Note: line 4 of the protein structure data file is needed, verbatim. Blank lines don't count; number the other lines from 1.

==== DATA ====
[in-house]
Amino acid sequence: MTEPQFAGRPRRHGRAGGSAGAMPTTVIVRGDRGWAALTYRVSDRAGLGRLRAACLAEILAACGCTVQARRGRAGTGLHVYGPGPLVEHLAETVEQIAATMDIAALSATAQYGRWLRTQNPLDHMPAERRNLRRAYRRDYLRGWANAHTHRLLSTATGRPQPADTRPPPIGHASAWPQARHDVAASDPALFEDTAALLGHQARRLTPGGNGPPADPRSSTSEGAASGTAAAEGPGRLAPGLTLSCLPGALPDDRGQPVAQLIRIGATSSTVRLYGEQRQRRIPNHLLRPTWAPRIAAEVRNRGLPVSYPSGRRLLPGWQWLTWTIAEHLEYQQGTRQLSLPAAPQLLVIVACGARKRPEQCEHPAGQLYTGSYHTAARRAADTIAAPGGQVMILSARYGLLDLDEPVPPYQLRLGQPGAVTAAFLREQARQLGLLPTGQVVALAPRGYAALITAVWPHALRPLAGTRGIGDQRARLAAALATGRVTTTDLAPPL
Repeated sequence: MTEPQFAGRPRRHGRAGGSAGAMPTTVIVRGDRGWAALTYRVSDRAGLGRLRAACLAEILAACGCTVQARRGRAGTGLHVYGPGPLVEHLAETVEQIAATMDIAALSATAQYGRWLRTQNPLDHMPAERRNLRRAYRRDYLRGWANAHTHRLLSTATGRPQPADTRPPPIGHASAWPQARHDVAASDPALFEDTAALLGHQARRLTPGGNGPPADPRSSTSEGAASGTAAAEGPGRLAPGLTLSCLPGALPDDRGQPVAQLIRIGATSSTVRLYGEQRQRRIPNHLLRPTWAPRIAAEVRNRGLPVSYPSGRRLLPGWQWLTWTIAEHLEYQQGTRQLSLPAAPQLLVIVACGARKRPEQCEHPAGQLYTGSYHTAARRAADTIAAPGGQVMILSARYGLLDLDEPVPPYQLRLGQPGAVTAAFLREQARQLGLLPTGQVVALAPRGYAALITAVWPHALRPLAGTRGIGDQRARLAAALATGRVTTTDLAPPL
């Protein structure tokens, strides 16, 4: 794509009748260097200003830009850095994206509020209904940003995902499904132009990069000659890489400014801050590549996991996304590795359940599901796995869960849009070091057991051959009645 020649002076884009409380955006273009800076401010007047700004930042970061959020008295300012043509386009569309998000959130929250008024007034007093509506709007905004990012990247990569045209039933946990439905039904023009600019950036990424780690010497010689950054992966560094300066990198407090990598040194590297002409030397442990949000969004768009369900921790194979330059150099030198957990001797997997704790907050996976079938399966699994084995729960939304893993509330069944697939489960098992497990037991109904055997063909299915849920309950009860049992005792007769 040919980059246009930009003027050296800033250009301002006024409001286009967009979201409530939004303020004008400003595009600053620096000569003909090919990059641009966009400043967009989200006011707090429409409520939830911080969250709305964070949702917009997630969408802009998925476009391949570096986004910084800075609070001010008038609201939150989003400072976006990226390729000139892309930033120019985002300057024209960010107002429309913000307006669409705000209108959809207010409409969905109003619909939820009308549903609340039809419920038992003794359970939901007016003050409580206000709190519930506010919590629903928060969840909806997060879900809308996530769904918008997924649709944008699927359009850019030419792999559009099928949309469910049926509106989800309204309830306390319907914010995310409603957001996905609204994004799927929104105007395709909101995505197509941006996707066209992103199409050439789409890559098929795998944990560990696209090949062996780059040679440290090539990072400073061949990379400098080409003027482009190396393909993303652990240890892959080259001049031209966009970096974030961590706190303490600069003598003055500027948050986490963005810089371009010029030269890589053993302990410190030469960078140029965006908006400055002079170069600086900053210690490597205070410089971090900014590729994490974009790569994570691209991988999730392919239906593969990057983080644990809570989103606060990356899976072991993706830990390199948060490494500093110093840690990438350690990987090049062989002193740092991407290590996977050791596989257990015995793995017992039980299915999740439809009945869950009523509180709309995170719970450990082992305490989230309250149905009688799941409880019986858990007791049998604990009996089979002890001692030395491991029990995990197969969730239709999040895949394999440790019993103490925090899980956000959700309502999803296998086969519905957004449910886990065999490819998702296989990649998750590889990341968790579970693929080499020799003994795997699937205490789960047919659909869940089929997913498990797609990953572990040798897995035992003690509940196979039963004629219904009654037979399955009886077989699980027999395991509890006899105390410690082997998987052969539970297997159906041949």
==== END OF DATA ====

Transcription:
């Protein structure tokens, strides 16, 4: 794509009748260097200003830009850095994206509020209904940003995902499904132009990069000659890489400014801050590549996991996304590795359940599901796995869960849009070091057991051959009645 020649002076884009409380955006273009800076401010007047700004930042970061959020008295300012043509386009569309998000959130929250008024007034007093509506709007905004990012990247990569045209039933946990439905039904023009600019950036990424780690010497010689950054992966560094300066990198407090990598040194590297002409030397442990949000969004768009369900921790194979330059150099030198957990001797997997704790907050996976079938399966699994084995729960939304893993509330069944697939489960098992497990037991109904055997063909299915849920309950009860049992005792007769 040919980059246009930009003027050296800033250009301002006024409001286009967009979201409530939004303020004008400003595009600053620096000569003909090919990059641009966009400043967009989200006011707090429409409520939830911080969250709305964070949702917009997630969408802009998925476009391949570096986004910084800075609070001010008038609201939150989003400072976006990226390729000139892309930033120019985002300057024209960010107002429309913000307006669409705000209108959809207010409409969905109003619909939820009308549903609340039809419920038992003794359970939901007016003050409580206000709190519930506010919590629903928060969840909806997060879900809308996530769904918008997924649709944008699927359009850019030419792999559009099928949309469910049926509106989800309204309830306390319907914010995310409603957001996905609204994004799927929104105007395709909101995505197509941006996707066209992103199409050439789409890559098929795998944990560990696209090949062996780059040679440290090539990072400073061949990379400098080409003027482009190396393909993303652990240890892959080259001049031209966009970096974030961590706190303490600069003598003055500027948050986490963005810089371009010029030269890589053993302990410190030469960078140029965006908006400055002079170069600086900053210690490597205070410089971090900014590729994490974009790569994570691209991988999730392919239906593969990057983080644990809570989103606060990356899976072991993706830990390199948060490494500093110093840690990438350690990987090049062989002193740092991407290590996977050791596989257990015995793995017992039980299915999740439809009945869950009523509180709309995170719970450990082992305490989230309250149905009688799941409880019986858990007791049998604990009996089979002890001692030395491991029990995990197969969730239709999040895949394999440790019993103490925090899980956000959700309502999803296998086969519905957004449910886990065999490819998702296989990649998750590889990341968790579970693929080499020799003994795997699937205490789960047919659909869940089929997913498990797609990953572990040798897995035992003690509940196979039963004629219904009654037979399955009886077989699980027999395991509890006899105390410690082997998987052969539970297997159906041949």